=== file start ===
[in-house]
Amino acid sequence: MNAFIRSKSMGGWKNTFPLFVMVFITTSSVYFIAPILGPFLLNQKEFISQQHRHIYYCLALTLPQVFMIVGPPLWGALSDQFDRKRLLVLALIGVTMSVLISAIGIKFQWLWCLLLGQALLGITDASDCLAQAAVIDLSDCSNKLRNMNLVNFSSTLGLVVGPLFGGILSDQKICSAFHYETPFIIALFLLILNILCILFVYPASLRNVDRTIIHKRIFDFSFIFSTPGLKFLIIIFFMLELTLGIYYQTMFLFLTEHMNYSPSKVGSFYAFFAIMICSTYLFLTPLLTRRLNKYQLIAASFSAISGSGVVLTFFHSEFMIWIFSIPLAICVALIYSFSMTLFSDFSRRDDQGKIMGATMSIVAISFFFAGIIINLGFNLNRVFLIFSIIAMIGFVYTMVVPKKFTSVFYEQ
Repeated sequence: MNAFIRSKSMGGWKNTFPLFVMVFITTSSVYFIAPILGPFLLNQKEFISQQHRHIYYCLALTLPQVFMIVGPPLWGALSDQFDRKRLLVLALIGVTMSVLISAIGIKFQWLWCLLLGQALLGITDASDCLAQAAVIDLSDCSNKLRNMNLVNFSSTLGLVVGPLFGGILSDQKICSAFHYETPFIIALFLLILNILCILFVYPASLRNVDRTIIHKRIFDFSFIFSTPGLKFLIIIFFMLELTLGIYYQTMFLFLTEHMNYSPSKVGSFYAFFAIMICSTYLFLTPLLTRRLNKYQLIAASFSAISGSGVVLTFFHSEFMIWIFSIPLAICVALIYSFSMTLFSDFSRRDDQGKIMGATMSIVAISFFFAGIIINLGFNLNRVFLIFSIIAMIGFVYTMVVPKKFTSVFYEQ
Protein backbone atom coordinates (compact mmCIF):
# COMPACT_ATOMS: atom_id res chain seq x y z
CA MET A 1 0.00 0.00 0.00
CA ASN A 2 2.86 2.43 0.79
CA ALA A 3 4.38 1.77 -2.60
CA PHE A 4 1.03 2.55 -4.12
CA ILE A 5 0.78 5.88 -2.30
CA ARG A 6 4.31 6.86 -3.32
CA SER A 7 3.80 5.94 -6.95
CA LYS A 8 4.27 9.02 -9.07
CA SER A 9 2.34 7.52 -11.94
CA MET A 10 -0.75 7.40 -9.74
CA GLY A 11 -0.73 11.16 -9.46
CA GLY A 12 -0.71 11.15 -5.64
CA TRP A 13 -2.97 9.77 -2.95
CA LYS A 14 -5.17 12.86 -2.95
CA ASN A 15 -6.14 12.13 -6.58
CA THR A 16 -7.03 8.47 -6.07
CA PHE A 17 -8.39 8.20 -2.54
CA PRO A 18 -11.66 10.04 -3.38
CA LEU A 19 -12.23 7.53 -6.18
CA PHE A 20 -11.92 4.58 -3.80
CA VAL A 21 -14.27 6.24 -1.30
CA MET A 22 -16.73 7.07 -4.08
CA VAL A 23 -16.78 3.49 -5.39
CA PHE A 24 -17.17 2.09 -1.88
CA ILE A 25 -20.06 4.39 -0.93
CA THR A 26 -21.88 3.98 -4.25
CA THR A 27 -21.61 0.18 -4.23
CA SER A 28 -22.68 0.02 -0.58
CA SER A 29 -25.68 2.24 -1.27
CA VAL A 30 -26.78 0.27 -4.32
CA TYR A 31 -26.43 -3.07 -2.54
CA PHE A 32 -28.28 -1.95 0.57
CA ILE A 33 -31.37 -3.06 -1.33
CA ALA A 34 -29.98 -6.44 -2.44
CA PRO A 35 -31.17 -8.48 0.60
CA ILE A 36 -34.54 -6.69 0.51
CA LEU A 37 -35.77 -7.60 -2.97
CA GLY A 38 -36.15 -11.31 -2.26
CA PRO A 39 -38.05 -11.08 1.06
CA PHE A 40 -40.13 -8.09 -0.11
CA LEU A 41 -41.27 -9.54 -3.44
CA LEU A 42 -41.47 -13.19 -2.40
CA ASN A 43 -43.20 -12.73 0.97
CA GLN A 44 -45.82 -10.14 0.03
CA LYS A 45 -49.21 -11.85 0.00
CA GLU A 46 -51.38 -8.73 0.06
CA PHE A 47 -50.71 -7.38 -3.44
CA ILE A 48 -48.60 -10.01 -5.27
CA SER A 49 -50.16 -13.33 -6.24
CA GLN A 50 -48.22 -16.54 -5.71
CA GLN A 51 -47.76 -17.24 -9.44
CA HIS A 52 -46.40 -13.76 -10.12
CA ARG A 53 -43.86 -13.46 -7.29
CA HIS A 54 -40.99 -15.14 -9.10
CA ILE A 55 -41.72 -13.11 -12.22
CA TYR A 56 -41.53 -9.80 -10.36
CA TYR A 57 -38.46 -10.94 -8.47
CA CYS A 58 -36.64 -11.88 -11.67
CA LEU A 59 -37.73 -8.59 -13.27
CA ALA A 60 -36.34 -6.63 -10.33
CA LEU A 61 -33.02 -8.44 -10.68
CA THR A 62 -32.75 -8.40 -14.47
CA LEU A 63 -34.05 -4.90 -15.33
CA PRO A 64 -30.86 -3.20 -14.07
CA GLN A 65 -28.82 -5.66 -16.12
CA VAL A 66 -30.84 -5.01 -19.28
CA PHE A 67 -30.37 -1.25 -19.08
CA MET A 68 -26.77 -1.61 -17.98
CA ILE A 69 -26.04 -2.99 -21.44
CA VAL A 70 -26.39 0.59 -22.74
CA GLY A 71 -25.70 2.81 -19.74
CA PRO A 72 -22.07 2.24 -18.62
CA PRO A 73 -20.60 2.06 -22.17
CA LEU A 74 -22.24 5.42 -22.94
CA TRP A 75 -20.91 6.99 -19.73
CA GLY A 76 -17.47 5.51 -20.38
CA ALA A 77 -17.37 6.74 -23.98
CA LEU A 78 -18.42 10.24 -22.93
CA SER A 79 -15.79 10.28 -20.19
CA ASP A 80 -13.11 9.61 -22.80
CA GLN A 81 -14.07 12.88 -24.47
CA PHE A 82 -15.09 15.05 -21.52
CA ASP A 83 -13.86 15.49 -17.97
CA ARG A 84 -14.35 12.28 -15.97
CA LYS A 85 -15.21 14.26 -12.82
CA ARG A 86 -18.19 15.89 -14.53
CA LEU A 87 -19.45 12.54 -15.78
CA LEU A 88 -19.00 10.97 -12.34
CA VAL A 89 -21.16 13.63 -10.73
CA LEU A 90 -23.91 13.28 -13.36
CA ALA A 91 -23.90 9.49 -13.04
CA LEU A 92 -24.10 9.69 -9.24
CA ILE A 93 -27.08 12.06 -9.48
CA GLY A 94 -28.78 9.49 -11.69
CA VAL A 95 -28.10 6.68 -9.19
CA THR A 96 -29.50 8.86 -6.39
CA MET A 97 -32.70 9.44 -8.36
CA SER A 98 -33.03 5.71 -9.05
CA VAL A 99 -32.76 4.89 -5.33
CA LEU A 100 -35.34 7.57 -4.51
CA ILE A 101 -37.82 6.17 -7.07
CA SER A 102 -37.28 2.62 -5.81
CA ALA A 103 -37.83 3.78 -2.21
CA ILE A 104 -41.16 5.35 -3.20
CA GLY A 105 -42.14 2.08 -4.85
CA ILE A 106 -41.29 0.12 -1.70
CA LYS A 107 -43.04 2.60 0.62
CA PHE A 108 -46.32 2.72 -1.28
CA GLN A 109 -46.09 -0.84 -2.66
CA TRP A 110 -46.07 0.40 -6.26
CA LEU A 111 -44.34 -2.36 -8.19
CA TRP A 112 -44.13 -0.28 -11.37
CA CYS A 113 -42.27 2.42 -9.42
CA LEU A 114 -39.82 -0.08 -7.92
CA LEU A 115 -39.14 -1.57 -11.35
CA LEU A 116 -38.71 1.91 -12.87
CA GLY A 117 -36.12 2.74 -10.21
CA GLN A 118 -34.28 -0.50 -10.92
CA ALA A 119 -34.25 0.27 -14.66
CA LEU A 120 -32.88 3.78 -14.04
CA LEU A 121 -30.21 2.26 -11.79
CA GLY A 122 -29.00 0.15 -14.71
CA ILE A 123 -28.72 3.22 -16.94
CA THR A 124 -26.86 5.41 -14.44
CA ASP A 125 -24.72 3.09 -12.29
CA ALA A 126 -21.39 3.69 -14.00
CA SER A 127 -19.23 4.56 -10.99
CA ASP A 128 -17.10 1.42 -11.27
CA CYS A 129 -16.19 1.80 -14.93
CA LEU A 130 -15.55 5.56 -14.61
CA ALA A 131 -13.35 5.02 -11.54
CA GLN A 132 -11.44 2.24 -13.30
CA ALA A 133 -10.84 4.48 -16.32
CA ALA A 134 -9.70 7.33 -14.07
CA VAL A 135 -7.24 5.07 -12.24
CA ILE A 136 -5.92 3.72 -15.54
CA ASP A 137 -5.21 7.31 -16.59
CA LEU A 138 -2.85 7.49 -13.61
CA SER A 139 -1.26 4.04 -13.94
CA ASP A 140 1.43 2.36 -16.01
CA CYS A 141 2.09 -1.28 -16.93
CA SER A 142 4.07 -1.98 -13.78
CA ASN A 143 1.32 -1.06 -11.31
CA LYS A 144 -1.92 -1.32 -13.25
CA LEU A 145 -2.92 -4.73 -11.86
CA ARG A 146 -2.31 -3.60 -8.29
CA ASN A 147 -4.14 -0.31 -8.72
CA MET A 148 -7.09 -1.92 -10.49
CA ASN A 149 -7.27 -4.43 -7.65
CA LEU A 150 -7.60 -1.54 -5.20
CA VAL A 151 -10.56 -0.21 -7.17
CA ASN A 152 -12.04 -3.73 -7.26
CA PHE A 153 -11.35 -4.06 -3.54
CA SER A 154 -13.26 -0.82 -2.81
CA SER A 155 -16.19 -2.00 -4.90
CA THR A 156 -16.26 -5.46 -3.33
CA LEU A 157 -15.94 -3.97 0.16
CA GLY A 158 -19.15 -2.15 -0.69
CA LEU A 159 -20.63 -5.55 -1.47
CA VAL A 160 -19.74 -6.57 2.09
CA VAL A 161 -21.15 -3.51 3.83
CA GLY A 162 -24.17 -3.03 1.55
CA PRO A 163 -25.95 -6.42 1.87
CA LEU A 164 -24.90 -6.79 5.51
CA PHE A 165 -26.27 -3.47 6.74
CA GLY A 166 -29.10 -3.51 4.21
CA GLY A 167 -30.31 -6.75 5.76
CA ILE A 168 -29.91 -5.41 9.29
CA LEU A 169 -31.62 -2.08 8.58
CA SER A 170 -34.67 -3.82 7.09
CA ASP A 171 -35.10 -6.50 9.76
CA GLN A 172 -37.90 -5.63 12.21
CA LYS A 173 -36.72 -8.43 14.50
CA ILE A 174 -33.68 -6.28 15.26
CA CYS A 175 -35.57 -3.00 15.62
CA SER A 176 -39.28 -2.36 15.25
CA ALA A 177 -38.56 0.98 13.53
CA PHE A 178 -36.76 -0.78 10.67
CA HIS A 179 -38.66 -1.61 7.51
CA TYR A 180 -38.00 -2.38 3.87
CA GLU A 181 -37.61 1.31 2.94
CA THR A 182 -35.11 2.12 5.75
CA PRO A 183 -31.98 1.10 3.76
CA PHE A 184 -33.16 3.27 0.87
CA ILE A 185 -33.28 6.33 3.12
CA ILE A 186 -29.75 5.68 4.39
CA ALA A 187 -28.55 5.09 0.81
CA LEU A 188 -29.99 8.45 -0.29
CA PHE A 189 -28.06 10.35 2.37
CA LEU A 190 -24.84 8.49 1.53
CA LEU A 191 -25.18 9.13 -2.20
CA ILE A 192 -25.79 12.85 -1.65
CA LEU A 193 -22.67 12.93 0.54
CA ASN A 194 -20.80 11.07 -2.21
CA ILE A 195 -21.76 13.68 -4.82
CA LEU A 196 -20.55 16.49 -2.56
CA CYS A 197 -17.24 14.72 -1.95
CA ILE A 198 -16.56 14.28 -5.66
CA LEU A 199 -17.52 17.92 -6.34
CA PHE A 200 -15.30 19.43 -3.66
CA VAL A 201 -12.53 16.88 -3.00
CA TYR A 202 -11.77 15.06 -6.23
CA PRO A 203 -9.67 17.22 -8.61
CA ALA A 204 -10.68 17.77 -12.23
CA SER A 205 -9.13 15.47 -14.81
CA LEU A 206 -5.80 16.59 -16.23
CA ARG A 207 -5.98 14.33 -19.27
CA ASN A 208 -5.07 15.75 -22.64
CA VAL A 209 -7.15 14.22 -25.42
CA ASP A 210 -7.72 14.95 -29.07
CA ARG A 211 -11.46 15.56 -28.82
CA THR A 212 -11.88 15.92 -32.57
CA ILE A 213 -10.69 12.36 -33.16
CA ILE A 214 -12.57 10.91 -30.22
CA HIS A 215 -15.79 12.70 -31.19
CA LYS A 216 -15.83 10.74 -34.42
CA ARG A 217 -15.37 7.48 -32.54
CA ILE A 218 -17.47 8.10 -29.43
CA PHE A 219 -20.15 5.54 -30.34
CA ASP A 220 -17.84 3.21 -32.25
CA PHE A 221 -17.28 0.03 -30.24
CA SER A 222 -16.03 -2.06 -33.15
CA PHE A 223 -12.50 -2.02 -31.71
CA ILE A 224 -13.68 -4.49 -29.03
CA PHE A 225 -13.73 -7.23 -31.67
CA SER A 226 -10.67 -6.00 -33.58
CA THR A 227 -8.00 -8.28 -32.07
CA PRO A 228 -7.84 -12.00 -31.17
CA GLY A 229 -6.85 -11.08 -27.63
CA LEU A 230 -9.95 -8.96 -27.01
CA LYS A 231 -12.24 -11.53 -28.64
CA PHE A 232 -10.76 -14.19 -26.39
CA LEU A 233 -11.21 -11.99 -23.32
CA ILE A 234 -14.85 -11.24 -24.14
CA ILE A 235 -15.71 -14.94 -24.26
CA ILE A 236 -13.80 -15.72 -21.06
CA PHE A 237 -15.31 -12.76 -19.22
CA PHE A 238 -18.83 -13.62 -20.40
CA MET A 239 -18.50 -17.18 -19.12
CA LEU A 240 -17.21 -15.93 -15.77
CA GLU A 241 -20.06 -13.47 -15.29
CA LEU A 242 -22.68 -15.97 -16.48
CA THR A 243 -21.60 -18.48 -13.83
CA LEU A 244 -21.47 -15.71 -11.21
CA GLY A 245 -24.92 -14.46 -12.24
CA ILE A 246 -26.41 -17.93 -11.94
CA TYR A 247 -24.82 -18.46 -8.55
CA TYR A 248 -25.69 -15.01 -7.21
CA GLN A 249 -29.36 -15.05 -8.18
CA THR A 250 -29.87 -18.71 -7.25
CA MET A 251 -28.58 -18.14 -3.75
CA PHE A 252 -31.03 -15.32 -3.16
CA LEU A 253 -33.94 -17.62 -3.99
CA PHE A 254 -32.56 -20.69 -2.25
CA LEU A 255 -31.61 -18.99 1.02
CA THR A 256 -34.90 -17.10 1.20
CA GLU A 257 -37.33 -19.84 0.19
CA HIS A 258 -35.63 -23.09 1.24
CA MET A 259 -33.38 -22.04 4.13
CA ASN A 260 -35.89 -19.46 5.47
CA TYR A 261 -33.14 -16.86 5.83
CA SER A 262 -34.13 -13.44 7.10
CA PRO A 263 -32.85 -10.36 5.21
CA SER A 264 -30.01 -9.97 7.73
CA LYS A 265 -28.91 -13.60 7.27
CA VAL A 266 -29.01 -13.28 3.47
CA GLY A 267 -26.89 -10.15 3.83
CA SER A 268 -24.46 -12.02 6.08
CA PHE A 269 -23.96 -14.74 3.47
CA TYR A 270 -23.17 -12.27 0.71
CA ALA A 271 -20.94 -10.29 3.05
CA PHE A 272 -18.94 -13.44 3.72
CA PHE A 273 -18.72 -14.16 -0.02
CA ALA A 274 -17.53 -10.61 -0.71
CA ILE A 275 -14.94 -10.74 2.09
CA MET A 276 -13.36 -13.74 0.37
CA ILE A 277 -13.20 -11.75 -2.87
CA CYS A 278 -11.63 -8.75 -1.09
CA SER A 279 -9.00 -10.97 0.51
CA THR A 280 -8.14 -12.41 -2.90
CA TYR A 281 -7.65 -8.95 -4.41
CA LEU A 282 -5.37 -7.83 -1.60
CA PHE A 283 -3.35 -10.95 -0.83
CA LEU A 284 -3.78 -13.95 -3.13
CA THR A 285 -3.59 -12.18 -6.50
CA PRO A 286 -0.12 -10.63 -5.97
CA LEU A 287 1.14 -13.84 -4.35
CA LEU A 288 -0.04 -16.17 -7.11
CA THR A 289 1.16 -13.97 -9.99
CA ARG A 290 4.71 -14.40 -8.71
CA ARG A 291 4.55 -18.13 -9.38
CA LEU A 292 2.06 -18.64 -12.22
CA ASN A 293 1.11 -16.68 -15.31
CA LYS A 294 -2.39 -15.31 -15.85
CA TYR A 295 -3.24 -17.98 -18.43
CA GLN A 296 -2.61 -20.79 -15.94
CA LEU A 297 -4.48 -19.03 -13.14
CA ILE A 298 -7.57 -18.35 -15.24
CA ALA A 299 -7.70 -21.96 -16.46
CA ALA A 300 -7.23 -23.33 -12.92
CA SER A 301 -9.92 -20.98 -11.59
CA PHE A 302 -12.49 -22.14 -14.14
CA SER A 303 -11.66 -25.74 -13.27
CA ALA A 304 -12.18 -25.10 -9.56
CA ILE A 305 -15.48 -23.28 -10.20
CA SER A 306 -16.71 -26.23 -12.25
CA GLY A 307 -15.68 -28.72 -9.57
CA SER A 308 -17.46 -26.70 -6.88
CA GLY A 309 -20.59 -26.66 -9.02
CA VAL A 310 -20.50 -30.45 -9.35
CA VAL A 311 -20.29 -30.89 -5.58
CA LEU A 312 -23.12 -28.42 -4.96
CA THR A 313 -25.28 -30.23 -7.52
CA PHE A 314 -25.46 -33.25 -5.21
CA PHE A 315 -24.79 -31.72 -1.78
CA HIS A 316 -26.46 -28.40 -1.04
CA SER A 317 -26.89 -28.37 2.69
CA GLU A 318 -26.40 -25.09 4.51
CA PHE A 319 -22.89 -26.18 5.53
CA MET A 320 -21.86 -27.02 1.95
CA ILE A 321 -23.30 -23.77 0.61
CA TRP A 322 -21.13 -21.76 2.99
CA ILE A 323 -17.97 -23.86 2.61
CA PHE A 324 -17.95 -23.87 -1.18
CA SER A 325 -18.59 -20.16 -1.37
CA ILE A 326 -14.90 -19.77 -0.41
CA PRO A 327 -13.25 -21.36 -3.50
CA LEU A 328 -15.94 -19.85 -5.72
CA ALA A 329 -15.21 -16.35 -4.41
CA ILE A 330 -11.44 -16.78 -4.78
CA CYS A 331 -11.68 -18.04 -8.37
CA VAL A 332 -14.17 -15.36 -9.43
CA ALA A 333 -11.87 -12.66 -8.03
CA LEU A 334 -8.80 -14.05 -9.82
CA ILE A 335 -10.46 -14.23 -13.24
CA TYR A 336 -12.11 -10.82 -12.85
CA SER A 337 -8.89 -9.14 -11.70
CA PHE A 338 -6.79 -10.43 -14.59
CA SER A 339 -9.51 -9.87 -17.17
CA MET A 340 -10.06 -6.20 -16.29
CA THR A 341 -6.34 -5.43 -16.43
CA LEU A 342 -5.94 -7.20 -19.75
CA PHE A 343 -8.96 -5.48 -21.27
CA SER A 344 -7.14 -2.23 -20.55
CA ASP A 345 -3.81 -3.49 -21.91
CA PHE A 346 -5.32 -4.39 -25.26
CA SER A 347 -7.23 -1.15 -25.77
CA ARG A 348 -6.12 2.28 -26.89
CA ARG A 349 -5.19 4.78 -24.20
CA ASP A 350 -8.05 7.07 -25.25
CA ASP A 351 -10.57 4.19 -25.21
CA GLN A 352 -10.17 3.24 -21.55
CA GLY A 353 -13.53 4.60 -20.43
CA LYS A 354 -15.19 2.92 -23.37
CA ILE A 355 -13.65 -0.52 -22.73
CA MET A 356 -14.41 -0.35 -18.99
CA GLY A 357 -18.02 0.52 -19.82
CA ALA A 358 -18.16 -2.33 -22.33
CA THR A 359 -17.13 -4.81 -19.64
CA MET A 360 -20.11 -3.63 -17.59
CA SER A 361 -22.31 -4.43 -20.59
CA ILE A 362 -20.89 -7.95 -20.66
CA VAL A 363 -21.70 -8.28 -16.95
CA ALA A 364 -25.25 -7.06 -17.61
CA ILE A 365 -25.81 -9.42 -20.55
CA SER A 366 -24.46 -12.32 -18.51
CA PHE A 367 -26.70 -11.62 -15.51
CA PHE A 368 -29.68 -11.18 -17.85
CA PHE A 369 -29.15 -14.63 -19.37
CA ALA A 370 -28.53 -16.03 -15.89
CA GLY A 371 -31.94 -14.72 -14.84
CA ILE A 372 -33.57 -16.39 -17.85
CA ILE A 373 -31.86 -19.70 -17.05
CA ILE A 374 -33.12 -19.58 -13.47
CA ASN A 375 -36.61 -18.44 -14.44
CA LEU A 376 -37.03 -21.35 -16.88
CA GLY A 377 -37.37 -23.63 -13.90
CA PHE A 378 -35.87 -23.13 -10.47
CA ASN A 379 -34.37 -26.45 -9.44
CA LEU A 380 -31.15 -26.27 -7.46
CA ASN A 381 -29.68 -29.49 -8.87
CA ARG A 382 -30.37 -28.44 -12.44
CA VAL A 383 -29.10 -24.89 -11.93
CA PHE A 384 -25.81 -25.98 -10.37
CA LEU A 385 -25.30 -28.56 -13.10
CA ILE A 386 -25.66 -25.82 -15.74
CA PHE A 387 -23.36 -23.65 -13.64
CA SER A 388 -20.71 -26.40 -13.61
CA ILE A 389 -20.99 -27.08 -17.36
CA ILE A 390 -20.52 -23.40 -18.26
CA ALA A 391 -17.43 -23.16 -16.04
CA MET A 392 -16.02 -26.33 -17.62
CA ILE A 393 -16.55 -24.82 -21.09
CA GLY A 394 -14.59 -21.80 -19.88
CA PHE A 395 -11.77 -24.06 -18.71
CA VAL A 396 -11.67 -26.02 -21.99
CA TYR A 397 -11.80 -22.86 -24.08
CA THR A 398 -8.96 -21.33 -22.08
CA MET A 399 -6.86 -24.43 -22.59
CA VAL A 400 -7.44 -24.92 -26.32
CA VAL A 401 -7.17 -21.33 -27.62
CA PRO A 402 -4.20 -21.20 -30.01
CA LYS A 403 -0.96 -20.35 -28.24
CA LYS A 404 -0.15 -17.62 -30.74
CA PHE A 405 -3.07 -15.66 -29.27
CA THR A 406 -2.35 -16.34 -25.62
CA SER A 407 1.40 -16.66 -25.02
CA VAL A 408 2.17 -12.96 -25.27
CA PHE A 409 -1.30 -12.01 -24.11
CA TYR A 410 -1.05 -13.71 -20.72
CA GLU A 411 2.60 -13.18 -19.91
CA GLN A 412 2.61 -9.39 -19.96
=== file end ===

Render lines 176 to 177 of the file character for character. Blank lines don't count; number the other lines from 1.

CA ASP A 171 -35.10 -6.50 9.76
CA GLN A 172 -37.90 -5.63 12.21